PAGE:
College of Science

Panelists offer advice to budding entrepreneurs at College of Science’s Catalyst Competition kickoff


Look at ways to fill unmet market needs. Don’t try to do too much. Surround yourself with people who challenge you and your ideas.

Those are some tips that students heard from successful entrepreneurs and Clemson University College of Science alumni at the kickoff panel discussion and information session for the Catalyst Competition. This new two-semester entrepreneurship challenge culminates in a pitch contest with monetary prizes.

“When you’re thinking about starting a company or developing a product, it’s important that you understand the value of what you’re bringing to the market,” said Susi Robinson at the kickoff event held Oct. 29 in the Watt Innovation Center. Robinson has successfully provided enterprise solutions for global companies and is currently a senior business development executive at Nikia Dx LLC in Charlotte, North Carolina. She volunteers with Innovate Charlotte, serving as a mentor and adviser to entrepreneurs in a startup ecosystem.

Too many startups try to do too much at one time, she said.

Focus is important

“My advice is to focus on one core product or service,” said Robinson, who is a Clemson graduate with a degree in mathematical science. “Make sure you can clearly articulate what you have, why it’s important and why somebody should give up some of their money to pay for your product or service.”

Picture of the audience attending the College of Science Catalyst Competition kickoff
The Clemson University College of Science held a kickoff event Oct. 29 for the Catalyst Competition, a new entrepreneurship challenge culminating in a pitch competition that seeks to support students in developing their innovative business ideas in the areas of science and technology.

Differentiating yourself in the market is critical, said Woody Bryan, the chief business officer at Revolo Biotherapeutics, an emerging global leader in immune-resetting therapies. Bryan serves on the advisory board of the Arthur M. Spiro Institute for Entrepreneurial Leadership.

“The business I work in is all about safety and efficacy. We certainly are in tune with where the deficiencies of existing therapies are and how we think what we’re bringing to the table could be better,” Bryan said. 

But what you may think the differentiator is could differ from what the end user thinks it is, he said.

“Your idea about why your product is better is just your idea. You better pressure test it with a tough audience because everyone else will look at it quite differently,” Bryan said.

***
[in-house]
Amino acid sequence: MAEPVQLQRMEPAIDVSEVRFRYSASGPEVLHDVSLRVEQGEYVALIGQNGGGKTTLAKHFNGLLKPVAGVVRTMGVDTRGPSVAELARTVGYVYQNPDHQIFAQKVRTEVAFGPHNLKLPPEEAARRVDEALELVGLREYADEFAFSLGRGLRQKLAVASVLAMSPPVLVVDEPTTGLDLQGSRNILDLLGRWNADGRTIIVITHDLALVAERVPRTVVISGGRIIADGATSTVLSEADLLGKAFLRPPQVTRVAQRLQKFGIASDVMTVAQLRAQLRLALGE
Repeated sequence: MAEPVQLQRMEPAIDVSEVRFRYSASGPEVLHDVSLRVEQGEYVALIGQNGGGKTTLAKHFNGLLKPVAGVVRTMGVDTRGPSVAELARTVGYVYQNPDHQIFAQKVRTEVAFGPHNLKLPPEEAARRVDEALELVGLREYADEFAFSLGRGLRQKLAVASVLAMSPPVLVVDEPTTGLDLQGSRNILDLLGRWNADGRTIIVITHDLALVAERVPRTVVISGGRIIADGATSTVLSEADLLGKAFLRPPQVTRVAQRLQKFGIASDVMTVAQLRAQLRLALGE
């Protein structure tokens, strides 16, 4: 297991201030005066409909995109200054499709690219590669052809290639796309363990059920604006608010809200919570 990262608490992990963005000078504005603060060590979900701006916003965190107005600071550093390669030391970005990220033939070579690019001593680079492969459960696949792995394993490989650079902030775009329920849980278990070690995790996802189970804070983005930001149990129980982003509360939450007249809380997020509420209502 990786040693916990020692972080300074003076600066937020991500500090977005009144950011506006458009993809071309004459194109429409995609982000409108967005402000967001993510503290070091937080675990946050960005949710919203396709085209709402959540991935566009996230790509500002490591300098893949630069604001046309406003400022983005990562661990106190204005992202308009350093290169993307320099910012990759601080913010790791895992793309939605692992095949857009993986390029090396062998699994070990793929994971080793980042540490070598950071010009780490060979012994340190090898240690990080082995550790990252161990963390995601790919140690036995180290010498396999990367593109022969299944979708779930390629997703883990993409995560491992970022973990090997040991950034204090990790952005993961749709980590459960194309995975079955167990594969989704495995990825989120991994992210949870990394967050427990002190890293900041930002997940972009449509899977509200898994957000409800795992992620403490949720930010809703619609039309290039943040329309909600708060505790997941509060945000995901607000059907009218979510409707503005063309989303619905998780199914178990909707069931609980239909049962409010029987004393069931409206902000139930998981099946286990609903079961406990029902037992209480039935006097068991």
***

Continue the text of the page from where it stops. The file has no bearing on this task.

Robinson added, “You don’t want just to vet your product or service idea with your family and friends because they’re all going to tell you it’s a great idea. You want somebody to challenge you and make you prove to them it actually is a great idea.”

Assembling a team

Jeff Pearson, a patent attorney at Mei & Mark LLP and sponsor of the Catalyst Competition, said assembling the right team is essential.

“The idea is powerful in itself, but then you need to think about what resources do I need to make this idea happen,” he said.

Man with a face shield talks to two students in a hallway
Jeff Pearson (left), a patent attorney at Mei & Mark LLP, talks to students after the College of Science’s Catalyst Competition kickoff event Oct. 29.

Shontavia Johnson, associate vice president for entrepreneurship and innovation in the provost’s office at Clemson, told students to take advantage of all the entrepreneurial and mentorship programs available.

“There are people out there that will help you,” she said.

All the panelists told students confidentiality is important, especially when an idea for a product is in the beginning stages.

“It’s the first person who gets to the patent office. It wasn’t always that way,” Pearson said. “You can protect yourself with very little money.”

Developing entrepreneurs

The Catalyst Competition will expose students in the College of Science to the world of entrepreneurship, from genesis to development to marketing of ideas.

The competition is open to teams of up to five students. At least half of the students on each team must be in a College of Science undergraduate major. Graduate students may participate as part of a team.

The project’s focus must relate in some way to a College of Science major. Each team must have a College of Science faculty or staff mentor.

Each team will receive up to $500 seed money to develop concepts and prototypes. As part of the program, teams receive mentorship and support from working professionals and campus innovation and entrepreneurship program representatives. Following idea development, student teams will pitch their innovations to a panel of judges in March 2022 for a chance to win up to $2,500 in cash prizes.

Applications are due Nov. 29. The College of Science will announce selected teams Dec. 6. 

Robinson’s last piece of advice was simple.

“Believe in yourself,” she said.

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